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Newspaper Archive of
The Sundance Times
Sundance, Wyoming
Lyft
December 24, 1931     The Sundance Times
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December 24, 1931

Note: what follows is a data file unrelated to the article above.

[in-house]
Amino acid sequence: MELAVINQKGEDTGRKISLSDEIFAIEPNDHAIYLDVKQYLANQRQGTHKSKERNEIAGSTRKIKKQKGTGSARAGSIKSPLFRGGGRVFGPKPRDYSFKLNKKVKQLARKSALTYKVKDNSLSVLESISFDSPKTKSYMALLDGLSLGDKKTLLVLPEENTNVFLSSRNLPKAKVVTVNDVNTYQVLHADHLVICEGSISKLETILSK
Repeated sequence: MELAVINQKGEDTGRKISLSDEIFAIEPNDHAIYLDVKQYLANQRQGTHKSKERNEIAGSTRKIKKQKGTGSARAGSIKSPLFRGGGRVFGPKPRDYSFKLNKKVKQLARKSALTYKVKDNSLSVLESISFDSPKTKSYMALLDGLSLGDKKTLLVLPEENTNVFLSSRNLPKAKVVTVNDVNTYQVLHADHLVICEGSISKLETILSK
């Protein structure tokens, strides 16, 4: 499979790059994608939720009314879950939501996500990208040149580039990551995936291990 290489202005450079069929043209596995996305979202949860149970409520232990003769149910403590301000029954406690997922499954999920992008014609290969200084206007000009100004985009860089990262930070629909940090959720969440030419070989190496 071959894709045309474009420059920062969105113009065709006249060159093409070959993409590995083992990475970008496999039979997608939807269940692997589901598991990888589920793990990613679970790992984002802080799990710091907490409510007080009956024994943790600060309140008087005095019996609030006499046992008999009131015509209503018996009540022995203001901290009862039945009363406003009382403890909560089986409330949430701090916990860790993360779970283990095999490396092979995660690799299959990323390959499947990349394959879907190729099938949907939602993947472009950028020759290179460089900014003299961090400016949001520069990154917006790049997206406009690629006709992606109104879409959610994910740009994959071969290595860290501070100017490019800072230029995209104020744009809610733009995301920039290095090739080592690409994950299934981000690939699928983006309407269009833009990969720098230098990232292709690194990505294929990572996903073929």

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THE TIMES, SUNDANCE, WYOMING, DECEMBER 24, 1931 I FINNEY OF THE FORCE 0,,. ..... ,.,,,,, Plain lish. ] Tried for an Eight bui a Seven L. CROSBY ( "E~'ES ELMO SCOTT WATSON Disaster at Phil Kearney!" (-~IIlHS'I'51AS EVIl; al ohl Fort Lar- amie on lhe Oregon Trail in Wyo- nfiag, hi "l~edlaul," the building wlmro all lhe sot'tel fun{'th}ns of the post were hehl, a great hull was go- hie oil alld ullnlin(lful of the hitter w{~{llllPr Olltsille the little garrison was forgelling for awhile l:he perils and hardshil}s of life on tile frollt|er. hPl'OS~ 111o Sllowy [)llrade grollnd u ilorse ph}(hh,d wearily, wavered and drolq}ed to the ground (lead. Its rhler reeh~d from his saddle as it foil aml sluml)led toward tile door of the huihlhlg. A momenl later the music stopped with a crush as hls gigantic figure, wral)pod from head to fool In buffalo (}ver(.(}at, leggh]gs and cap, staggered into lhe liltle ballroom. "Dlsasler at I'hll Keurney," lie gasped, "Cap(ale I~'etlel'man and 81 men nnlssacred. The Indians are all around the post. Col. onel Currington must [lave llelp." Then lie fell unconscious from over-expos- ure all(] exhuus|Jon. Imn~edlalely after the destruction of l{~ellermun's commund hy Red Ch~ud's Sioux. Colonel Carrlngton culled for volunteers to go to Fort I,aramie for help. Outside a frightful blizzard was ruglng and lhe thermoln- eter shred at 25 degrees beh)w zero. To go meunt a ride of 236 miles th roligl~ that hitter weather and through a country swarming with hoslile Indians" bh)od-luad from their recent success. None of the soldiers would offer It} make the trip. then a fr(mllersman, nanled John l'hllllps, niekzlametl "Portugee" because of Ills nulhmulily, stel)ped forward and said he weald go if given the swiftest horse In tile conlnland Tiffs was done and at midnight oI Decemher 22, 1866. wlth only a few eruckers for hhnself anti a small amount of feed for his horse, Phillips slipped out a shle gate In the stock- ude and rode awuy Into the stprm. Although the sohllera had predleted that tile messenger would he caught hefore I~e had goue a hlmdred yards, he managed to avoid the Indians and set oul for I~'orl 6aramle. After 48 hours of cold, hunger and fatigue he reached that post as previously re- luted. On New Year's day a cry of thanksgiving went up from the he- leaguered garrison at Fort ! hll Kear- hey as a line of soldiers appeared over the hlils. "Saved! Saved I Phillips got through to I, aramleP' It What We re Here For l ~"~ FVICI~]It and gentleman"--such ,~/ Is the tradition in the Amer- Ican army and none better exempli- fied il than Guy V. Henry, who has also, and Justly, been called "the typ- Ical kntghHy American soldier." A West l'ointer, and 1i~e son of another, he was horn Into the service In which he was to have such a distinguished career. Ite suw four years of tile hurdest fighting In the Civil war, was thrh.e mentioned In dlsputehes and brevetted five times for gallantry in at'lion. At the desperate fighting at Old Cold Harbor lie won the army's Idghesl dlstlncthm, thu medal of honor. lie was a brilliant Indian fighter from 1865 to 1S90 and during the Spanlsh-Am{.riean war he aecomp- fished wonders as military ruler of l'orto Rico and there he died because he would ~,ot ask to be relieved of his eomamml although he knew thai by staying he was doomed. "tlere i was sent and here I will stay until my duty Is done," he said. Yet. for all of his services, lie is bul little known, as compared to other officers whoso more speclaeular careers brought them to public notice. "Thin as a shoestring and as brave as a Ibm." the soldiers who served un- der hlm and alnmst worsldpped him, sald. What he lacked In physique, he more than nmde up for In will power. During the whiter of 1874 he was or- dered from I*~ort Robinson with a troop of soldiers to expel millers from the Black IllUs. The march, which Is a classtc In old army traditions, took them over 300 miles ot the rough- est country In America and was made In weather ranging from 20 to 40 de- grees helow zero. Only the Indomit- able perseverance of the cou|nnlnder kept the reed from lying down and be- Ing frozen to death. HIs plight was the worst of all. They had to cut the brhlle reins from his frozen hands when he returned to the fort, and slit his gloves into strips. Eael~ strip brought with It a piece of flesh and to the day of his death he could not close the fingers on his left hand. In ,the Buttle of the Rosebud dur- Ing the Sioux War of 1876 Henry was shot through the face and fell to the grou~(l. A desperate hand-to-hand con- flict raged over his body but he was rescued and carried to the rear. "Fix hie Up 8,0 that 1 can go back" were the words mumbled through bleeding lips to the surgeon, but there was no going back for him. There he lay through the h}ng hot day while the battle raged, ahnost unattended, for not a man could be spared from the firing lln~. To a fellow officer who once came and bent over him com- mlseratingly, Henry murmured, "It's all right. Jack. It's what we're here for," And a few moments later to a war correspondent who came to See hhn. Henry recommended that he Join the army l W st lrn Newspaper Unlon.) :!